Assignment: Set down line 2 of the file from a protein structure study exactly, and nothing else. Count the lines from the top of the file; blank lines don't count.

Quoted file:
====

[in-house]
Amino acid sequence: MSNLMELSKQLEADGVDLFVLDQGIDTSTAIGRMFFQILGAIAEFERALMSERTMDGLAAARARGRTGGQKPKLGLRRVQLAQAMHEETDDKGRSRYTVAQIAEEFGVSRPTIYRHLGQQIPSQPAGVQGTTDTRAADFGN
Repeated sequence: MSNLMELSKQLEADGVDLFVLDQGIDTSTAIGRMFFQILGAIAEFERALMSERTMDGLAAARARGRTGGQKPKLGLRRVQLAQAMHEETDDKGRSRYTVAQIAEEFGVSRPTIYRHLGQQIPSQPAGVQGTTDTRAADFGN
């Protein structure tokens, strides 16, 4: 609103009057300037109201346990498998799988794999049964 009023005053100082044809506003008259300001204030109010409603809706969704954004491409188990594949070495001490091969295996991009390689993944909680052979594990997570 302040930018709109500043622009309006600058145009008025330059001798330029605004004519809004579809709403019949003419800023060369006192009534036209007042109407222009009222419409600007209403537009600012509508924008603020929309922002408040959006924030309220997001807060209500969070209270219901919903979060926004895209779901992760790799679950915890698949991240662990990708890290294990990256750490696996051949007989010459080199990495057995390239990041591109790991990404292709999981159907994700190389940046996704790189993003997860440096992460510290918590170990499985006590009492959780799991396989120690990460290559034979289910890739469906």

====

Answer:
Amino acid sequence: MSNLMELSKQLEADGVDLFVLDQGIDTSTAIGRMFFQILGAIAEFERALMSERTMDGLAAARARGRTGGQKPKLGLRRVQLAQAMHEETDDKGRSRYTVAQIAEEFGVSRPTIYRHLGQQIPSQPAGVQGTTDTRAADFGN